A break onto the contemporary art scene is nowadays being led by the works of a young generation of Saudi artists, ones that dedicate a great amount of time and energy in locating their culture at the heart of their artworks. Changing the image of a country that not a few across have stereotyped as the core of terrorism and extremism, to one that they could interact with its culture and traditions, or simply voicing out certain social limitations, are generally the current concerns that are present in the Saudi art scene.
An extensive combination of creatively minded Saudi artists have proven that Saudi contemporary art stands upon a good deal of flexibility and openness in sharing their art with the world, as almost none of them have shied away from an open dialogue and discussion. Interestingly, a reflection of feminist rays has also been evident in the Saudi art scene. Hala Ali, a young outstanding orator, passionately illustrates both of the art and power of the spoken word through addressing the social issues that affect her fellow Saudi women.
The “Mr. Khaleeji Man” poem by Hala last month at the London’s Edge of Arabia #cometogether opening event was nothing less that powerful and a fiery performance, which grabbed a lot of attention, as it mainly dealt with her stance of Arab women. Also, Hala has recently participated at Abu Dhabi’s art fair in story-telling performance inspired by artisans and crafts, right by the “Inside Chairs” installation of the inspiring Tadashi Kawamata. In her own words, Hala mentioned her own work: “…engages in the exploration of text, language and meaning. Ideas are represented through letters in order to explore the functions of the literary and its place within the wider visual arts context.”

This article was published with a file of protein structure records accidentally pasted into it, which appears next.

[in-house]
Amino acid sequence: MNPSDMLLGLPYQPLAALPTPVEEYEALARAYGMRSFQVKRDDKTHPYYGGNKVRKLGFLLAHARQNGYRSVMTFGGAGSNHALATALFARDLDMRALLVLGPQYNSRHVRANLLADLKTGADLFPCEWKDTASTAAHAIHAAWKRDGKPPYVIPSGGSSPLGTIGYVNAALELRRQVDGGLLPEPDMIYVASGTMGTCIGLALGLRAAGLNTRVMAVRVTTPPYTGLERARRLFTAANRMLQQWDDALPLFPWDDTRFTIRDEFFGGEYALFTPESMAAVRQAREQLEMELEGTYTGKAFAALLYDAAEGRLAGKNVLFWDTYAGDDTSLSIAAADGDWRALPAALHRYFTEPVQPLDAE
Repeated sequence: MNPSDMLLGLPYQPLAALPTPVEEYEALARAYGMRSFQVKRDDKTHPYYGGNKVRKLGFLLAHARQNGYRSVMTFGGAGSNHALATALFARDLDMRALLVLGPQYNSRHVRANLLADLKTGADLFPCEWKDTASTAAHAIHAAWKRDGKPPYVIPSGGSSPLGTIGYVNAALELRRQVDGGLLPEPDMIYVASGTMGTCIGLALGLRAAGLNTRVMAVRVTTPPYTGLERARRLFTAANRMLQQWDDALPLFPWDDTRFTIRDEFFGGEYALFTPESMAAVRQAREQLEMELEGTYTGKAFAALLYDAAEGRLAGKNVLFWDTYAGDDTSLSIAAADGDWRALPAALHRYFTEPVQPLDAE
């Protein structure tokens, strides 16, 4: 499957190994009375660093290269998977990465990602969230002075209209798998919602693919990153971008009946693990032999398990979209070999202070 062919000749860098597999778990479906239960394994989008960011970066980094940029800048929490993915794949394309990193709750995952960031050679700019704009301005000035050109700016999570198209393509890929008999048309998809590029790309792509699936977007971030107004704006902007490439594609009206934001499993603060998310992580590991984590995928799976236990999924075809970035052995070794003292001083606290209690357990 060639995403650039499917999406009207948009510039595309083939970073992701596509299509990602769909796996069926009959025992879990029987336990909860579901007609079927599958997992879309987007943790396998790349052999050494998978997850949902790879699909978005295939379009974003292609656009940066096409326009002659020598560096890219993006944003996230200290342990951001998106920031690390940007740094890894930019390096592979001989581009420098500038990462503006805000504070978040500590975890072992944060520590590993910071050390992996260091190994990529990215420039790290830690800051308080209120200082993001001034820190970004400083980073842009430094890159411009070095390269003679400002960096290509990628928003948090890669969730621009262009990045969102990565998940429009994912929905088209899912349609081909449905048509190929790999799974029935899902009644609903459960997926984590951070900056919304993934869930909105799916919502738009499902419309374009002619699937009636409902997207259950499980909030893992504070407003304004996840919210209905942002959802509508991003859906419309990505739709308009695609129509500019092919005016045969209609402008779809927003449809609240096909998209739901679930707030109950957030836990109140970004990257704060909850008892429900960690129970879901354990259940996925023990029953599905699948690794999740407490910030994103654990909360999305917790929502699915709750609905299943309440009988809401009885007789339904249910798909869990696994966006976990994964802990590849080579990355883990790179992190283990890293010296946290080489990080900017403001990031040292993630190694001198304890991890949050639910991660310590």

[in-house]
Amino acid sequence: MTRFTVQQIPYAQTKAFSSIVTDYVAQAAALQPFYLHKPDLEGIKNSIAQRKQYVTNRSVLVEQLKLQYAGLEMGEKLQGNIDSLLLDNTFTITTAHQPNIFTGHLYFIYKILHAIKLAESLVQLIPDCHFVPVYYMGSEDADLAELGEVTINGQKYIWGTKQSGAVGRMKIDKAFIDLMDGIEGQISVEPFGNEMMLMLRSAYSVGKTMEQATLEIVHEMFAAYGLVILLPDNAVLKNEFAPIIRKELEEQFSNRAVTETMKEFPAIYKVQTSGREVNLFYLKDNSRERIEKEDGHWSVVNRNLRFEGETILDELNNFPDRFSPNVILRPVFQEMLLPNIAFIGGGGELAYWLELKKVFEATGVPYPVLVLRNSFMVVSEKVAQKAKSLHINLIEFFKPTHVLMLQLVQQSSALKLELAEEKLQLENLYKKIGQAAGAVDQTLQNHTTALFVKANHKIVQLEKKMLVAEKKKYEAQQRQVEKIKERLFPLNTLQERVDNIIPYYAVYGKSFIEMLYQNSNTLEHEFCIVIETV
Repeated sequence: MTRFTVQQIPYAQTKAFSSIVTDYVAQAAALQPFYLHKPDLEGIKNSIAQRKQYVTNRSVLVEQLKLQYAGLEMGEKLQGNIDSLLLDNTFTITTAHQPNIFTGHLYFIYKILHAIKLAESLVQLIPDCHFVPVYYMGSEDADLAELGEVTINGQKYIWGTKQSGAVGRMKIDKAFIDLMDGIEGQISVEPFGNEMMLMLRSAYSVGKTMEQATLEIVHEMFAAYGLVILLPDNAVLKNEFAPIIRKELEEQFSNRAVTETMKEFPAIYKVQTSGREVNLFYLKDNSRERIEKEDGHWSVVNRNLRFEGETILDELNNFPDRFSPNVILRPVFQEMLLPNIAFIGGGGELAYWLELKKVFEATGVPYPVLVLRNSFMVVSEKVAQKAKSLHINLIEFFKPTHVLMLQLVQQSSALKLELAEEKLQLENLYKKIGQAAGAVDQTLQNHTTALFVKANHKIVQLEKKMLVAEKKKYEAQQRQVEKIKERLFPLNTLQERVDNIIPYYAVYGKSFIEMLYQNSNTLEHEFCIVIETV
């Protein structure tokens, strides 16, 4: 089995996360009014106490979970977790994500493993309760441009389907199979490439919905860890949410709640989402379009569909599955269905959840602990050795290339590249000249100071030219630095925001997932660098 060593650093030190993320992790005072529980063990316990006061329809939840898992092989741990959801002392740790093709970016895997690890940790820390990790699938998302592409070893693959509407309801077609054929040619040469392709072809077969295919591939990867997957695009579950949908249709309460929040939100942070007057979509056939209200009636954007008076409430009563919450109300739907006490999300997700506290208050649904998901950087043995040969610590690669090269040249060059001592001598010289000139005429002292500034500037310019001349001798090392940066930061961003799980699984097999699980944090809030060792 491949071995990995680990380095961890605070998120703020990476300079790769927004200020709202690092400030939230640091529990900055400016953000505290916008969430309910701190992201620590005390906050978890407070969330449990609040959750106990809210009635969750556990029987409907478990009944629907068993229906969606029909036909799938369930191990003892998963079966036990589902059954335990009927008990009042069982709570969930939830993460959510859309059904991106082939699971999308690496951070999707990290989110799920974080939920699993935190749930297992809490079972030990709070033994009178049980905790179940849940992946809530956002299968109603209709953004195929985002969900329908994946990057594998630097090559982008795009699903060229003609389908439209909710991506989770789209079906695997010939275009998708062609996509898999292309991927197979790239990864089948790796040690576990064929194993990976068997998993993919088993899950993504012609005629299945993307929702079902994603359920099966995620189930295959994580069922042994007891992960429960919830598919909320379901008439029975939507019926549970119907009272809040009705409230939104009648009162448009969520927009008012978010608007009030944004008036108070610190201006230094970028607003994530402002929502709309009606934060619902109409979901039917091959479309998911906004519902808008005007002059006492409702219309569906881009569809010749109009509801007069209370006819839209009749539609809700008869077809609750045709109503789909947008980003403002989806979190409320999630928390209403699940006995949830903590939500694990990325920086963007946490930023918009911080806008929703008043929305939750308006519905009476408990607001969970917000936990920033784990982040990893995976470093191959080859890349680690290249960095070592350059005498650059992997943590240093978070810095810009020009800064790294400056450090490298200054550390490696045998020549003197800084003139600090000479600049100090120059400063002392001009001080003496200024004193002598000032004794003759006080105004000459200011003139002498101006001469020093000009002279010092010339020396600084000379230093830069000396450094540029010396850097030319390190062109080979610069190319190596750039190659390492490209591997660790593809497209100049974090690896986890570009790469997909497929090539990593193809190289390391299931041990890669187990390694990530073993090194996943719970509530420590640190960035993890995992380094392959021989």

The Saudi born British raised artist has been surrounded by an environment that very much appreciated creativity and arts since her early days in England, as it allowed her to combine her local themes along with more global ones. However, like a lot of her fellow Saudi artists, the media’s misconception of Saudi culture has highly influenced the context of her artworks.
Exhibited in a previous exhibition is her installation “Brainwash” that portrays brushes that made from newspapers in a car-wash. In an interview for The New York Times earlier this year, Hala Ali mentioned that: “Brainwash represents the removal of literal, inscribed language as a medium, toying with the idea of the visual pun… It openly ensconces political intent and a latent distrust of information”.
Hala has also exposed us a uniquely different form of art lately at the Edge of Arabia #cometogether. In her second collaboration with the artist Lantian Xie, they chose to direct their focus and use their cohesive methods for an artwork that presents the theme of community and hospitality. Through this collaboration, Ali and Xie have been able to successfully and beautifully present an artistic cultural exchange.
WORDS: ERUM AL HOWAISH
ILLUSTRATION: COCO DAVEZ
To see more of Coco’s work visit her portfolio here